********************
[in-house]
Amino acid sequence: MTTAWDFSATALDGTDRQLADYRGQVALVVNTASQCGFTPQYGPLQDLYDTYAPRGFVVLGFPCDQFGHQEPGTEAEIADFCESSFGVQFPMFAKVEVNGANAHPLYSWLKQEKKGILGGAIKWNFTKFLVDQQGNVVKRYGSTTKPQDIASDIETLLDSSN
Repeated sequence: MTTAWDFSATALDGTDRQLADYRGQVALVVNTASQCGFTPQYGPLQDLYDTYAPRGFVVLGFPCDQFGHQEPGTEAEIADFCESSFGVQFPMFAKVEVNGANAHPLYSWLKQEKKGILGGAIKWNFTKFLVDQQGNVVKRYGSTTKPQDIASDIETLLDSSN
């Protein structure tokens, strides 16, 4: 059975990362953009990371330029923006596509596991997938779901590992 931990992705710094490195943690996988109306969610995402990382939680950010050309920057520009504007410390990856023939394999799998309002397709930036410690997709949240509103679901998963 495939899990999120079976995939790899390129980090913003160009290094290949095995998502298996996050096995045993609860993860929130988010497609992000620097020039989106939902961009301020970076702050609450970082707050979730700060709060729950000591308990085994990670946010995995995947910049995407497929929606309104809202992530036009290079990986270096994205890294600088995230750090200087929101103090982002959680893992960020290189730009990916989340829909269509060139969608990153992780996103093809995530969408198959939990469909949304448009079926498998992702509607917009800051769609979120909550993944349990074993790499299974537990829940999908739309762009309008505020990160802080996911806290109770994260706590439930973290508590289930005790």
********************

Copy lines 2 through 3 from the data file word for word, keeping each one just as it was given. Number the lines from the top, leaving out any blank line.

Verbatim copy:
Amino acid sequence: MTTAWDFSATALDGTDRQLADYRGQVALVVNTASQCGFTPQYGPLQDLYDTYAPRGFVVLGFPCDQFGHQEPGTEAEIADFCESSFGVQFPMFAKVEVNGANAHPLYSWLKQEKKGILGGAIKWNFTKFLVDQQGNVVKRYGSTTKPQDIASDIETLLDSSN
Repeated sequence: MTTAWDFSATALDGTDRQLADYRGQVALVVNTASQCGFTPQYGPLQDLYDTYAPRGFVVLGFPCDQFGHQEPGTEAEIADFCESSFGVQFPMFAKVEVNGANAHPLYSWLKQEKKGILGGAIKWNFTKFLVDQQGNVVKRYGSTTKPQDIASDIETLLDSSN